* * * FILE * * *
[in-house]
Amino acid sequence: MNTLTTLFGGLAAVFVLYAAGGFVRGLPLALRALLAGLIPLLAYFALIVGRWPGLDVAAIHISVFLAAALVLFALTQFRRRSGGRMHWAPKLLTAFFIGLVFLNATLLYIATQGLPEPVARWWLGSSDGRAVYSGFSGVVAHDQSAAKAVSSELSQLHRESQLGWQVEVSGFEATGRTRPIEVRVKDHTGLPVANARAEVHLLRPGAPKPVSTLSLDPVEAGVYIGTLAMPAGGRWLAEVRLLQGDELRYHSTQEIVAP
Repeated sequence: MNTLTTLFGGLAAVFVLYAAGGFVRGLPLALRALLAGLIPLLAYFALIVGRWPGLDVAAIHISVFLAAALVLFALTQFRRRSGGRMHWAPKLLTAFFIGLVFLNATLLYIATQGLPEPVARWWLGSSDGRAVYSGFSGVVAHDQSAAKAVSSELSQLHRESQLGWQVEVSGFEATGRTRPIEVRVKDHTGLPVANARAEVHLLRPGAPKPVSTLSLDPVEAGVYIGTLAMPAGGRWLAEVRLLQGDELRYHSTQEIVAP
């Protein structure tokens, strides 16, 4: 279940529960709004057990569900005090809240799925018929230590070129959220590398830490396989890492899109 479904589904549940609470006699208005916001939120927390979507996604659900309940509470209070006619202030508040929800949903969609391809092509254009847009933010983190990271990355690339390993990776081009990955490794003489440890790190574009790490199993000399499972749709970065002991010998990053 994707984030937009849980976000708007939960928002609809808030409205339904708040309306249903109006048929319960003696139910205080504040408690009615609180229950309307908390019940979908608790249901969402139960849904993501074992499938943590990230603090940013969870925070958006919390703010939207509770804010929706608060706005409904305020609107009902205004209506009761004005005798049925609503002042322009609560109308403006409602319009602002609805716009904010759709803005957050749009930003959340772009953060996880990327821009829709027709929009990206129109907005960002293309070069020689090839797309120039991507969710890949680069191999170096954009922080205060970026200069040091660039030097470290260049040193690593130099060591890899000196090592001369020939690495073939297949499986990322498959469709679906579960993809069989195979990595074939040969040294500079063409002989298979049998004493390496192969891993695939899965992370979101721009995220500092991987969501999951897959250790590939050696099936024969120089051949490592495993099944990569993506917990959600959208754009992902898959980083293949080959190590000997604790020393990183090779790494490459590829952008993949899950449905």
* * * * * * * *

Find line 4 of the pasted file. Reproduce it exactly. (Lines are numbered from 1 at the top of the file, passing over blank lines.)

């Protein structure tokens, strides 16, 4: 279940529960709004057990569900005090809240799925018929230590070129959220590398830490396989890492899109 479904589904549940609470006699208005916001939120927390979507996604659900309940509470209070006619202030508040929800949903969609391809092509254009847009933010983190990271990355690339390993990776081009990955490794003489440890790190574009790490199993000399499972749709970065002991010998990053 994707984030937009849980976000708007939960928002609809808030409205339904708040309306249903109006048929319960003696139910205080504040408690009615609180229950309307908390019940979908608790249901969402139960849904993501074992499938943590990230603090940013969870925070958006919390703010939207509770804010929706608060706005409904305020609107009902205004209506009761004005005798049925609503002042322009609560109308403006409602319009602002609805716009904010759709803005957050749009930003959340772009953060996880990327821009829709027709929009990206129109907005960002293309070069020689090839797309120039991507969710890949680069191999170096954009922080205060970026200069040091660039030097470290260049040193690593130099060591890899000196090592001369020939690495073939297949499986990322498959469709679906579960993809069989195979990595074939040969040294500079063409002989298979049998004493390496192969891993695939899965992370979101721009995220500092991987969501999951897959250790590939050696099936024969120089051949490592495993099944990569993506917990959600959208754009992902898959980083293949080959190590000997604790020393990183090779790494490459590829952008993949899950449905």